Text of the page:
No idea what part of my post (that did nothing but support yours) ruffled your feathers mate. Wanna go into some detail here or are you just happy to throw cryptic darts from afar?
 

Sunshy

Junior Member
Yeah, a traditional "music degree" wouldn't be worth much if you're trying to actually drum for a living. I would work hard, get as good as you can get technically and move to a place where you can actually work as a drummer (LA, NY, Nashville, Austin?). Meet people and network, network, network. Tell everyone you know what you do and what you want to accomplish.

The problem with drumming is that you don't get any royalties from music usually. I've known plenty of bands where the singer/songwriter makes a living from music and the drummer and bassist have to work construction to make ends meet.

More and more, I see musicians who do a little of everything: Teach lessons, do session work, write music for small projects, run a small studio, etc. If you work hard, things always seem to work out somehow.

I have a composition degree and I can tell you from experience as a working composer that I've lost much if not all of my passion for music once I started working full time. Kind of ironic but, be careful what you wish for . . . :(
 

Swiss Matthias

Platinum Member
Maybe a different perspective from me:
I teach drums and music theory, and I also play drums in bands and stuff.

I would like to earn more money with playing, instead of teaching, but with that being
said I love teaching, and very much like the broad field a musician can work in.

I wouldn't want to earn all my income just by gigging, plus I think the lifestyle that would
come with that wouldn't do me very good.

So I'm very happy with the partly playing partly teaching thing. I don't want to only teach,
but I don't want to only play either.
 
Well Im glad that I now how some saught of perspective of what life is going to be like and the choices I will need to make in the future. After reading all the posts/arguments I dont think I'll ever rely on drumming alopne to make a living, but, as many said as long as Im always drumming and going to weekened gigs to perform I'll be a happy man because I love drumming and I do ofcours still being young the only reosen I do it is because I find it to be the one thing in every day that I can do and enjoy with a passion.

Just one more question...
Do you HAVE to have some saught of a degree in music behind you to become a drum teahcer or can you set of your own private lessons in a room in your house? (without any legal issues)

Thanks everyone for sharing your knowledge! :D
 

Curley

Junior Member
Just one more question...
Do you HAVE to have some saught of a degree in music behind you to become a drum teahcer or can you set of your own private lessons in a room in your house? (without any legal issues)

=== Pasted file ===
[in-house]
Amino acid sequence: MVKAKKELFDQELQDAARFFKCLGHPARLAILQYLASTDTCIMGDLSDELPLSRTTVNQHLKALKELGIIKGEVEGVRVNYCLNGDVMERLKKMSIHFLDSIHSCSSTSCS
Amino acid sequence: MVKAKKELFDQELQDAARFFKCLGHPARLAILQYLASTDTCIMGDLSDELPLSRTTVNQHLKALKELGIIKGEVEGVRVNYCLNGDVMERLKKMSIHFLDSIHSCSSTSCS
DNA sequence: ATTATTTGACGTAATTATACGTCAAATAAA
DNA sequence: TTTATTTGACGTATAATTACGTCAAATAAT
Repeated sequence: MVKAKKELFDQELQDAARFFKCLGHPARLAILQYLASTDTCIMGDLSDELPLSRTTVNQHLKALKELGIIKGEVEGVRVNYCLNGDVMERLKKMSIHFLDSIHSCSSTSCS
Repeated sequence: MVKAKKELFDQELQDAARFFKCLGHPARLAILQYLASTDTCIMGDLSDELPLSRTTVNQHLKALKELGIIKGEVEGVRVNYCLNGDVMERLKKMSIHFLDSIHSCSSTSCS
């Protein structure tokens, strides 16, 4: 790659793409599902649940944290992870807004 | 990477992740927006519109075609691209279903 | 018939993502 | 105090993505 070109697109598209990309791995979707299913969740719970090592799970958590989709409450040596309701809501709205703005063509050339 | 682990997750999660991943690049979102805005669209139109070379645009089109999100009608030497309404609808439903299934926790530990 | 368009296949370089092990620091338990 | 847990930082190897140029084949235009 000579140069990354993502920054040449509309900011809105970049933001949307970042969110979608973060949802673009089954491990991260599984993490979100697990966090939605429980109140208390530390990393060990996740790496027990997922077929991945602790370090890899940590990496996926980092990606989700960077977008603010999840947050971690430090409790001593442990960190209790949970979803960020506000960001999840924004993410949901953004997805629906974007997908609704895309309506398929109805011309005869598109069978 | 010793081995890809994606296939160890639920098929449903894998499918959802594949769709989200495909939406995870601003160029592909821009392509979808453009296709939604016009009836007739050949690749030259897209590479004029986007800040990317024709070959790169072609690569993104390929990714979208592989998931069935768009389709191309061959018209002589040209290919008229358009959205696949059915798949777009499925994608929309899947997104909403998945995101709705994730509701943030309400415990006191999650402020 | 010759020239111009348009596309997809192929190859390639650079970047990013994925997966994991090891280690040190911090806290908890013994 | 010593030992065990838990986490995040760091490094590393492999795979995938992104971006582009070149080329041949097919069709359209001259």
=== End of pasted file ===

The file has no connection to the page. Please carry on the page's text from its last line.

Thanks everyone for sharing your knowledge! :D
If you wan't to get hired as a teacher at a school then I guess you sorta have to have a degree, but not for private teaching. You might want to learn a thing or two about taxes though.The IRS are a bunch of mean bastards, even here in Sweden... ;)
 

cobamnator

Senior Member
At the end of the day, you can't tell anyone what to do (I am not saying anyone here has). You have to let them see for themselves.

If music is such a huge part of your life, you hope and dream of sharing it with others, and you spend most of your time doing it, why wouldn't at least try to get a Career with it?

There was an interview I saw not too long ago, I think it might have been with James Taylor, anyway the interviewer asked something like "How do you know if playing music is a Career path to go down?" and he said something to the effect of "You will Naturally know because you couldn't stand to do otherwise."

In other words, you know what to do…

If you are dedicated, invest countless hours, have a positive attitude, constantly learning from other people, sociable, and have good connections…you might just strike gold.

However, it's tough out there, especially right now in 2011. So you just have to Practice, Practice, Practice so you can put your competition out of business and take their job! lol

Also, I would like to point out a "Career" of drumming might mean completely different thing to different people.

Might mean to make a living teaching, making money giving lessons online, get a job with a drum magazine writing a Segment every month...more realistic stuff. But if you are trying to be on your way to Rock Stardom...that's gonna be hard in this Economy. lol
 
Top